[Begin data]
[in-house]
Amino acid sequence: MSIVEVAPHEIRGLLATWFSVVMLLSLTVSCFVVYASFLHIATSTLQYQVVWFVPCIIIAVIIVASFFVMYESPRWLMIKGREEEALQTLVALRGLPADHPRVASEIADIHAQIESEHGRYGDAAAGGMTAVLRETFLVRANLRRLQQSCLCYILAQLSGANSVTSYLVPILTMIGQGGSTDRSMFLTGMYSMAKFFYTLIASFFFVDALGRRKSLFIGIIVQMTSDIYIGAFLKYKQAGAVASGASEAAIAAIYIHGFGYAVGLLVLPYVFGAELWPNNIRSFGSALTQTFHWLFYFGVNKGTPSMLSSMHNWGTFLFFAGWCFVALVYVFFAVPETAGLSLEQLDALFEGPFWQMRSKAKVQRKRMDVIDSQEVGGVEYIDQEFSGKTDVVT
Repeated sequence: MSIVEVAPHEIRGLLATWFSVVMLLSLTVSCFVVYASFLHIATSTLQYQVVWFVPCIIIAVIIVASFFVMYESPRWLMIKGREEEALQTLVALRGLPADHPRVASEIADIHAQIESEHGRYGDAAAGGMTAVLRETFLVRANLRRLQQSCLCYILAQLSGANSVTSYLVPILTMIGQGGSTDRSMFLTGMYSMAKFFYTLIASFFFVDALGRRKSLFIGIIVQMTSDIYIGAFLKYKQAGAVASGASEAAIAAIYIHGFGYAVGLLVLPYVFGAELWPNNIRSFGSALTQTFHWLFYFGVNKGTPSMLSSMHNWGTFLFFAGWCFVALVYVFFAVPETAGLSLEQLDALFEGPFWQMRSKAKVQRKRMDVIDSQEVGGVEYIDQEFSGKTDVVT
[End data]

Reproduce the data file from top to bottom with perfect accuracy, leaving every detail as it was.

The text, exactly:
[in-house]
Amino acid sequence: MSIVEVAPHEIRGLLATWFSVVMLLSLTVSCFVVYASFLHIATSTLQYQVVWFVPCIIIAVIIVASFFVMYESPRWLMIKGREEEALQTLVALRGLPADHPRVASEIADIHAQIESEHGRYGDAAAGGMTAVLRETFLVRANLRRLQQSCLCYILAQLSGANSVTSYLVPILTMIGQGGSTDRSMFLTGMYSMAKFFYTLIASFFFVDALGRRKSLFIGIIVQMTSDIYIGAFLKYKQAGAVASGASEAAIAAIYIHGFGYAVGLLVLPYVFGAELWPNNIRSFGSALTQTFHWLFYFGVNKGTPSMLSSMHNWGTFLFFAGWCFVALVYVFFAVPETAGLSLEQLDALFEGPFWQMRSKAKVQRKRMDVIDSQEVGGVEYIDQEFSGKTDVVT
Repeated sequence: MSIVEVAPHEIRGLLATWFSVVMLLSLTVSCFVVYASFLHIATSTLQYQVVWFVPCIIIAVIIVASFFVMYESPRWLMIKGREEEALQTLVALRGLPADHPRVASEIADIHAQIESEHGRYGDAAAGGMTAVLRETFLVRANLRRLQQSCLCYILAQLSGANSVTSYLVPILTMIGQGGSTDRSMFLTGMYSMAKFFYTLIASFFFVDALGRRKSLFIGIIVQMTSDIYIGAFLKYKQAGAVASGASEAAIAAIYIHGFGYAVGLLVLPYVFGAELWPNNIRSFGSALTQTFHWLFYFGVNKGTPSMLSSMHNWGTFLFFAGWCFVALVYVFFAVPETAGLSLEQLDALFEGPFWQMRSKAKVQRKRMDVIDSQEVGGVEYIDQEFSGKTDVVT